CALL for PAPERS: AVIAN REPRODUCTIVE BEHAVIOUR IN THE CONTEXT OF HUMAN-INDUCED ENVIRONMENTAL CHANGE
Journal of Avian Biology is seeking contributions for a Special Issue exploring how human-induced environmental change influences behavioural responses during the reproductive period in birds. Manuscript Submission Deadline: 31 October 2023
The primary response of individuals to environmental change is often behavioural. Birds are one of the best-studied taxa and have been shown to be very sensitive to human-induced environmental change at various levels (individual, population, species and community). They can also be good bio-indicators of anthropogenic influence on other organisms. However, we still need a better understanding of the occurrence, mechanisms and adaptiveness of behavioural responses to improve our ability to forecast the impact of global change on individual species and on biodiversity.
The goal of this special issue is to gather contributions that explore how human-induced environmental change influences behavioural responses in birds. We are particularly interested in behaviour during reproduction, including parental care (e.g. feeding), communication (e.g. expression of signals in adults and offspring), developmental adjustments, predator-prey interactions and key life-history traits like onset of breeding, fecundity and natal dispersal.
We encourage authors to submit research articles, short communications, reviews, methods, or viewpoint articles related (but not limited) to the following topics:
Exploring behavioural responses and their flexibility (behavioural reaction norms) to human-induced environmental change
Identifying key behavioural patterns in different life-history stages in response to human-induced disturbances
Uncovering the molecular, physiological and adaptation mechanisms (e.g. maternal effects via eggs, social learning, hormonal or genetic changes) that favour or hamper behavioural responses to human-induced change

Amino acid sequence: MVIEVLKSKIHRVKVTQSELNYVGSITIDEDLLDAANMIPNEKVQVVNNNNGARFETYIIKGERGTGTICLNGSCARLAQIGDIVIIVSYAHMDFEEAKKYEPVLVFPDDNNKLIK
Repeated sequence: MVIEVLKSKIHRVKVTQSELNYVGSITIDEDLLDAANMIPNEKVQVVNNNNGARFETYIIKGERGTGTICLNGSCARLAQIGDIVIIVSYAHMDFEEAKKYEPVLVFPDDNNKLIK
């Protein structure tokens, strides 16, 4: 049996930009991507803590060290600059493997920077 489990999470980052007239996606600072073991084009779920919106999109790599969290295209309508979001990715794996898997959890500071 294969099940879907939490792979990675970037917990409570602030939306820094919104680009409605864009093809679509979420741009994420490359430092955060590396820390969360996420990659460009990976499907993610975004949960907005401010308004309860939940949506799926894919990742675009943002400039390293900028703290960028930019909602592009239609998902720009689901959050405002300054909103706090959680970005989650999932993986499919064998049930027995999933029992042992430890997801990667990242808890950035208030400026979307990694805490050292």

Quantifying the fitness consequences of behavioural responses to human-induced disturbances (e.g. variation in trait-fitness relationships between urban and non-urban populations)
We are particularly interested in submissions coming from underrepresented geographic areas. If your institution does not currently have an Open Access agreement with Wiley to cover publication costs and if you are not covered through the research4life partnership, Journal of Avian Biology (JAB) is able to provide a limited number of waivers to cover publication costs. Read more here about JAB internal waivers.
If you intend to submit a manuscript for our special issue, please send a short email to any of the three subject editors (below) including a tentative title, type of article and the corresponding author. The deadline to state your interest is 1 May. If you have any doubts concerning whether your research fits the topic of the special issue, you may also contact any of the three subject editors before your submission.
The deadline for full article submission is 31 October. The manuscript will undergo the regular peer-review process. Please submit your manuscript through the JAB online submission system. As soon as an article is accepted, it will be published as an early view article on the journal webpage. All accepted articles will be published together in a JAB Special Issue. Please, check out the author guidelines of the journal about how to prepare your manuscript before submission.
Editors of the special issue
Judith Morales, National Museum of Natural Sciences, Spain (jmorales [at] mncn [dot] csic [dot] es)
Interests: social behaviour in wild birds and mechanisms underlying its plasticity, maternal effects in response to environmental changes, eco-physiology.
Elisa Perez-Badas, Complutense University of Madrid, Spain (eperezbadas [at] bio [dot] ucm [dot] es)
Interests: evolution of senescence, life-history trade-offs and the underlying physiological mechanisms shaping within- and between-individual differences, host-parasite interactions in response to environmental changes.
Juan Diego Ibañez-Alamo, University of Granada, Spain (jia [at] ugr [dot] es)
Interests: avian urban ecology including community ecology, eco-physiology and behavioral ecology. Broadly interested in other topics such as predator-prey interactions, brood parasitism and bird-microbe associations.